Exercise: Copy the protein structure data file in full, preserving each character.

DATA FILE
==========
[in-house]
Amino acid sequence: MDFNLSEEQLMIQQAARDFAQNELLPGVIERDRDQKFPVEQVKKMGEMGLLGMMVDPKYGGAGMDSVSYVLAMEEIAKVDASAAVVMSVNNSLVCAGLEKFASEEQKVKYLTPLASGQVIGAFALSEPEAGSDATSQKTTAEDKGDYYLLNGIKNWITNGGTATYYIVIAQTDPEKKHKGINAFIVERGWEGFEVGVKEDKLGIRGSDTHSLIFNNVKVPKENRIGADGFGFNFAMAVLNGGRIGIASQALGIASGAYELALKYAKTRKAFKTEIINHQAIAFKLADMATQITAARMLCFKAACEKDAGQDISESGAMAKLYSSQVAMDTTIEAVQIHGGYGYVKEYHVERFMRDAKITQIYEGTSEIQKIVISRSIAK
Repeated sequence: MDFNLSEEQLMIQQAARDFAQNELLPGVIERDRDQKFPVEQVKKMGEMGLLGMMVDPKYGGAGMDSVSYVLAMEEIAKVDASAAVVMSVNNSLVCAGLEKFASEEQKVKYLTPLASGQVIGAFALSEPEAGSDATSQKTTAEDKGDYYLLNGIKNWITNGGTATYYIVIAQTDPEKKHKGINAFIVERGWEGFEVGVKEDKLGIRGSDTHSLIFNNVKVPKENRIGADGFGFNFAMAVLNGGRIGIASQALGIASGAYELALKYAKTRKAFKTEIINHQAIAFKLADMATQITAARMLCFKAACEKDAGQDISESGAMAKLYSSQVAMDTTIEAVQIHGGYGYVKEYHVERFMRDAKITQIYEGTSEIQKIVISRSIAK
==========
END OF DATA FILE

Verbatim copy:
[in-house]
Amino acid sequence: MDFNLSEEQLMIQQAARDFAQNELLPGVIERDRDQKFPVEQVKKMGEMGLLGMMVDPKYGGAGMDSVSYVLAMEEIAKVDASAAVVMSVNNSLVCAGLEKFASEEQKVKYLTPLASGQVIGAFALSEPEAGSDATSQKTTAEDKGDYYLLNGIKNWITNGGTATYYIVIAQTDPEKKHKGINAFIVERGWEGFEVGVKEDKLGIRGSDTHSLIFNNVKVPKENRIGADGFGFNFAMAVLNGGRIGIASQALGIASGAYELALKYAKTRKAFKTEIINHQAIAFKLADMATQITAARMLCFKAACEKDAGQDISESGAMAKLYSSQVAMDTTIEAVQIHGGYGYVKEYHVERFMRDAKITQIYEGTSEIQKIVISRSIAK
Repeated sequence: MDFNLSEEQLMIQQAARDFAQNELLPGVIERDRDQKFPVEQVKKMGEMGLLGMMVDPKYGGAGMDSVSYVLAMEEIAKVDASAAVVMSVNNSLVCAGLEKFASEEQKVKYLTPLASGQVIGAFALSEPEAGSDATSQKTTAEDKGDYYLLNGIKNWITNGGTATYYIVIAQTDPEKKHKGINAFIVERGWEGFEVGVKEDKLGIRGSDTHSLIFNNVKVPKENRIGADGFGFNFAMAVLNGGRIGIASQALGIASGAYELALKYAKTRKAFKTEIINHQAIAFKLADMATQITAARMLCFKAACEKDAGQDISESGAMAKLYSSQVAMDTTIEAVQIHGGYGYVKEYHVERFMRDAKITQIYEGTSEIQKIVISRSIAK